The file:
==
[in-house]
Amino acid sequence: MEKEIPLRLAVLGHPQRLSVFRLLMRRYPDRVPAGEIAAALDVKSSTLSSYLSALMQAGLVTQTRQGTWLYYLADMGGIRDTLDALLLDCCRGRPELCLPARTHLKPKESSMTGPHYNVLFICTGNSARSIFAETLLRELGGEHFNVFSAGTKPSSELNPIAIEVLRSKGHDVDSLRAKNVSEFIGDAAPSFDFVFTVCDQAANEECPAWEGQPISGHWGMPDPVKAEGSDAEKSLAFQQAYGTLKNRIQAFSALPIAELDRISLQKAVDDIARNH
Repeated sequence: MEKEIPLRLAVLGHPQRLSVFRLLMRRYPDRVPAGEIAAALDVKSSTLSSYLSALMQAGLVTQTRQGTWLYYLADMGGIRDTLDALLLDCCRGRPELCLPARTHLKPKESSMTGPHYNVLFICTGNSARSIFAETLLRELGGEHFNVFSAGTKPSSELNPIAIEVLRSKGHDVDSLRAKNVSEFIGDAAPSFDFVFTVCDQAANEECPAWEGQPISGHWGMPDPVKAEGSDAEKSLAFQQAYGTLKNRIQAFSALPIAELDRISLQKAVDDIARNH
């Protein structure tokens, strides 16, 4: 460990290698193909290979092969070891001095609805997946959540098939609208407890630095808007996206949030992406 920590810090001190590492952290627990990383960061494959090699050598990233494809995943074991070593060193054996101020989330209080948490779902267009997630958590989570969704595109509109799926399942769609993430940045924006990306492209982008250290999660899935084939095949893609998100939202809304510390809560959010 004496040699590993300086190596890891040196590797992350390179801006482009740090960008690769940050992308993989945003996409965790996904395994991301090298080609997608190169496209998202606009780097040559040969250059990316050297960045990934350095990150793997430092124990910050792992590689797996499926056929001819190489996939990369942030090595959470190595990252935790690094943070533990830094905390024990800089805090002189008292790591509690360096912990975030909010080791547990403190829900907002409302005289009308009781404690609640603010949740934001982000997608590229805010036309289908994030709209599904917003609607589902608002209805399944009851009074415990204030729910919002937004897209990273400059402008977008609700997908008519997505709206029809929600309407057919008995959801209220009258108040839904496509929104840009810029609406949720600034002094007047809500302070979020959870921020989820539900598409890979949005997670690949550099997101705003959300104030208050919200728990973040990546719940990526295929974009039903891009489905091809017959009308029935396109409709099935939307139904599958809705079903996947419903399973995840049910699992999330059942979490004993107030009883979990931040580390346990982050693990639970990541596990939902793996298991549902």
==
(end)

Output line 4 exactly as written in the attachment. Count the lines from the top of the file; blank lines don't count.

């Protein structure tokens, strides 16, 4: 460990290698193909290979092969070891001095609805997946959540098939609208407890630095808007996206949030992406 920590810090001190590492952290627990990383960061494959090699050598990233494809995943074991070593060193054996101020989330209080948490779902267009997630958590989570969704595109509109799926399942769609993430940045924006990306492209982008250290999660899935084939095949893609998100939202809304510390809560959010 004496040699590993300086190596890891040196590797992350390179801006482009740090960008690769940050992308993989945003996409965790996904395994991301090298080609997608190169496209998202606009780097040559040969250059990316050297960045990934350095990150793997430092124990910050792992590689797996499926056929001819190489996939990369942030090595959470190595990252935790690094943070533990830094905390024990800089805090002189008292790591509690360096912990975030909010080791547990403190829900907002409302005289009308009781404690609640603010949740934001982000997608590229805010036309289908994030709209599904917003609607589902608002209805399944009851009074415990204030729910919002937004897209990273400059402008977008609700997908008519997505709206029809929600309407057919008995959801209220009258108040839904496509929104840009810029609406949720600034002094007047809500302070979020959870921020989820539900598409890979949005997670690949550099997101705003959300104030208050919200728990973040990546719940990526295929974009039903891009489905091809017959009308029935396109409709099935939307139904599958809705079903996947419903399973995840049910699992999330059942979490004993107030009883979990931040580390346990982050693990639970990541596990939902793996298991549902």